Shares in Scottish companies outperform wider FTSE and AIM All Share indices in 2020



John Moore

A strong final quarter of 2020 saw shares in Scottish companies outperform the wider FTSE and AIM All Share indices, with the effects of the COVID-19 pandemic creating clear winners and losers from the crisis, according to analysis from Brewin Dolphin.

The wealth manager found that Scottish organisations on the AIM index saw their share price increase an average of +29.13% in 2020, while the wider index saw a +20.74% increase in value.

Meanwhile, Scottish shares on the FTSE averaged a share price loss of -10.51% in 2020, compared to -14.34%, -12.99% and -12.26% for the FTSE 100, FTSE 350, and FTSE All Share, respectively. The FTSE 250 registered a lower decline of -6.38% over the same period.

Shares in Scottish companies had previously lagged the FTSE indices, but following a +40.58% gain between October and December, they finished 2020 ahead of them all, with the exception of the FTSE 250.

The year was a tale of polarisation for shares in Scottish businesses, with large gains for some offset by more widespread declines. Omega Diagnostics, the Alva-based life sciences company, saw its shares end the year up nearly +350% as it repositioned itself to provide Covid-19 testing.

However, the company’s shares fell nearly -18% between October and December and, earlier in 2020, had been up around +650% on the start of the year.

Braveheart Investment Group also saw its share price rise +180% in 2020, while Calnex, the telecommunications test and measurement company, saw its shares rise sharply following its initial public offering (IPO) at the beginning of the fourth quarter gaining nearly +150% by the end of 2020. Calnex’s IPO was Scotland’s first for around two years.

Meanwhile, from Scotland’s FTSE constituents, Scottish Mortgage Investment Trust finished the year with by far the largest gain at +110%, with the fund benefitting from the rising values of many of its technology holdings, including Tesla and Amazon.

Also reflecting wider investment trends and in particular their economic sensitivity, Scotland’s listed transport and financial companies were among the worst performing shares for the year. Stagecoach saw its value drop -54% during 2020, while John Menzies – the aviation services provider – and FirstGroup saw declines of -44% and -41% respectively.

NatWest (RBS) and Virgin Money (CYBG) also saw their shares finish the year down around -30%. However, all of these businesses saw their share prices sharply climb in the fourth quarter, with gains ranging from +58% (NatWest) to +131% (John Menzies).

John Moore, senior investment manager at Brewin Dolphin, said: “Shares in Scottish companies have reacted in much the same way as the wider markets, albeit with a level of amplification which reflects the smaller overall constituency and concentration that can come from this.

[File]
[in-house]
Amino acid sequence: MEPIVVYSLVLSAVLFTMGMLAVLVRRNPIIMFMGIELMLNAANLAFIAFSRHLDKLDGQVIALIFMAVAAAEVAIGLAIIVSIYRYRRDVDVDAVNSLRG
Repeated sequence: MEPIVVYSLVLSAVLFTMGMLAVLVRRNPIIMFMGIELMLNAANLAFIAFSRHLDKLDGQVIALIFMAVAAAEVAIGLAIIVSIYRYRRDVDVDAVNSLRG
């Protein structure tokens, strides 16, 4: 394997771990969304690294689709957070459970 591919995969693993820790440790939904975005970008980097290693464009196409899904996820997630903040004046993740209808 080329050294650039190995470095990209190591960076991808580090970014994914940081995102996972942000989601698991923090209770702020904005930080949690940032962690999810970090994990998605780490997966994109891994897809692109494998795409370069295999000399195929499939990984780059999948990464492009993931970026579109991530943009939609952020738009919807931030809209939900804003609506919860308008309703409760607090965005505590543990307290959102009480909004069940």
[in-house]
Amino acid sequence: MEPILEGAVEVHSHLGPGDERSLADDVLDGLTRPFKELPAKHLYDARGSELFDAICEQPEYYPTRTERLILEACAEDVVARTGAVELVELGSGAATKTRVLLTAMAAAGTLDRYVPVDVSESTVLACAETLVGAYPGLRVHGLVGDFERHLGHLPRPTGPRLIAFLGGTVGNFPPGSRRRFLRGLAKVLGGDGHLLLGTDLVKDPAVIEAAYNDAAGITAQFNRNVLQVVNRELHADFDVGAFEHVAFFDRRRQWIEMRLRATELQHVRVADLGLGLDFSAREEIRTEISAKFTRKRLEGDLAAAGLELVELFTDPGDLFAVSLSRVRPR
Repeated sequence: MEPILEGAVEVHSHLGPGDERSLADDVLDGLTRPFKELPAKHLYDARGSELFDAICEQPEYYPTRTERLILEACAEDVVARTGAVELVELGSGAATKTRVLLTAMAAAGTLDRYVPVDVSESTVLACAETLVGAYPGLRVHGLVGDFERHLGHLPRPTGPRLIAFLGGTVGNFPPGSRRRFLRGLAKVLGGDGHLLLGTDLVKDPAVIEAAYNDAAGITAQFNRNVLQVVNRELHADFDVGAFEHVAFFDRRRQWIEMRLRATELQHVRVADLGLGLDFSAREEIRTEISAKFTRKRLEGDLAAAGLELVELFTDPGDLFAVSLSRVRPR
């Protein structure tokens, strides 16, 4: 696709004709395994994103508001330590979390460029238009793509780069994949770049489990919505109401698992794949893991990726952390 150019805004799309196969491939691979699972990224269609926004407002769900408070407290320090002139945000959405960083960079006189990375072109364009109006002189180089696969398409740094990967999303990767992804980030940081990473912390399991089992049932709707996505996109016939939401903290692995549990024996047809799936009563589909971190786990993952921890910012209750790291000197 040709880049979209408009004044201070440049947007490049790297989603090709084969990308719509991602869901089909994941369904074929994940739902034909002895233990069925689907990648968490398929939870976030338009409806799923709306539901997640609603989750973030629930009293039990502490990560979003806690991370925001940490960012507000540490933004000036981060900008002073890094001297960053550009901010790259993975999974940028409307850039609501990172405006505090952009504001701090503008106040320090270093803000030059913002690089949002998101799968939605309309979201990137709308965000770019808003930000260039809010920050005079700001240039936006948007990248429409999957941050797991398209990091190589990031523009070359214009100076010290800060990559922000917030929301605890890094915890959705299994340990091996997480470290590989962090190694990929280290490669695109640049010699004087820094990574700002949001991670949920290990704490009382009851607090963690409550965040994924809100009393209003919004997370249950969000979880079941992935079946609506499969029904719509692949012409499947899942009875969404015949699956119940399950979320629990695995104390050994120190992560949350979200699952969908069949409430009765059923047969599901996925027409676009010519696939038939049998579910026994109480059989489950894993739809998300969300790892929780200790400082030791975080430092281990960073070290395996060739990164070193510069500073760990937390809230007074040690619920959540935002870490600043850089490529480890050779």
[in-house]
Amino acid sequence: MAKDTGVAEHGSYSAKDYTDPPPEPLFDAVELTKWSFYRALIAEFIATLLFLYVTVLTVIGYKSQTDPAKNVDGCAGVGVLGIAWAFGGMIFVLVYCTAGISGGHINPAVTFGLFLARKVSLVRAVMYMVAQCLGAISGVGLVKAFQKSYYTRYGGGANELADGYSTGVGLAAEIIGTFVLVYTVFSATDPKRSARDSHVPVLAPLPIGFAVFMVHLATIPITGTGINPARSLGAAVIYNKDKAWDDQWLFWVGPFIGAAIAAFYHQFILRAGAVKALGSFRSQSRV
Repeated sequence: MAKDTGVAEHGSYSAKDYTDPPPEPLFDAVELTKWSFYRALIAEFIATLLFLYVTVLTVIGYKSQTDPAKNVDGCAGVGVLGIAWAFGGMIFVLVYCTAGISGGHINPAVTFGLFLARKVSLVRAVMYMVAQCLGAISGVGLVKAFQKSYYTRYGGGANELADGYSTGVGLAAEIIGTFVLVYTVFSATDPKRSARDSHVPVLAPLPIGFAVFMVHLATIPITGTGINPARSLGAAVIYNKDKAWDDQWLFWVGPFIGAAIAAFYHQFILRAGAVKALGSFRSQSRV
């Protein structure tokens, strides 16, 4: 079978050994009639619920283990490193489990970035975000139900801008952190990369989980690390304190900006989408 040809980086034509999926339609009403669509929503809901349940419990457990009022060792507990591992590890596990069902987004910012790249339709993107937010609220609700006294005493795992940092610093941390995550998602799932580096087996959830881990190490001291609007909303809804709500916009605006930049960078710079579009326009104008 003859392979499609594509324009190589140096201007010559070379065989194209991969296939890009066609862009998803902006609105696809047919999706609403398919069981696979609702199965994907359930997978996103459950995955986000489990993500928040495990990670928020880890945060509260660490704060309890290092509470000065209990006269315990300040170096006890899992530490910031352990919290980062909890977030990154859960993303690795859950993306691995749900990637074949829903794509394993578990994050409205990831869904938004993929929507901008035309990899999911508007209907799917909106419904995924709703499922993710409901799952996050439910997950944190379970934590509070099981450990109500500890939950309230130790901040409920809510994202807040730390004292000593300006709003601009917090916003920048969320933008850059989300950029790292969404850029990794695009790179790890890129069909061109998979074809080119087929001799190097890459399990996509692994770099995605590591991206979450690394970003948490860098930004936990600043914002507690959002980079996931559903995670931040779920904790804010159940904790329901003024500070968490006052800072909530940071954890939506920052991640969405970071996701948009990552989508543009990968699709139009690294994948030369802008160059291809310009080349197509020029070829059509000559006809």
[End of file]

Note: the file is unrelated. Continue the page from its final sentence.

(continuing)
“Financial and energy companies were among the hardest hit by the effects of the pandemic and are disproportionately represented among Scotland’s FTSE constituents, which saw the average Scottish share price lag indices in the first half of 2020.

“However, we also saw the flipside of that towards the end of the year, when their share prices surged on the back of successful COVID-19 vaccinations, the US presidential election, and other macro factors. Still, while there are reasons to be optimistic, many of these companies remain challenged and the introduction of further lockdown measures are a reminder that there is still some way to go for many of them.

“Scottish Mortgage has ridden the tech wave over the last year, particularly buoyed by the substantial rise in the share prices of electric car makers Tesla and NIO. The trust provided a reminder to many investors that a combination of a permanent capital structure and a clear, long-term investment vision can win significant buy-in.”

He added: “Interest in Omega Diagnostics peaked with its signing of contracts with the UK Government – but concerns over the accuracy of its COVID-19 tests saw its share price drop in the second half of the year and work is required to rebuild confidence and maximise its opportunity. Calnex has performed exceptionally well since its IPO, underlining the benefits that can come from a public listing and the appetite for tech stocks – particularly with exposure to 5G.

“As an investment manager, we create portfolios that manage risk by providing exposure to a range of geographies and sectors, as well as themes that capture areas of growth within the global economy. Over the next 12 months we expect to see the polarisation that marked 2020 continue to take hold, while M&A in the UK should also maintain its momentum – Scottish companies could be among them, as we saw last year with Indigovision.”

Bod Buckby, head of UK primary markets – North at London Stock Exchange Group, added: “The strong performance of Scottish companies over 2020 is a testament to the resilience and adaptability of these businesses and their employees. Scotland is well recognised as a home for innovative life sciences and technology companies, and this is reflected in the outperformance of Scottish companies compared to wider indices.

“The IPO of Calnex showed that investors in London are ready to welcome Scottish growth businesses to the public markets, in what was one of the most successful AIM flotations of 2020. We expect more to follow.”



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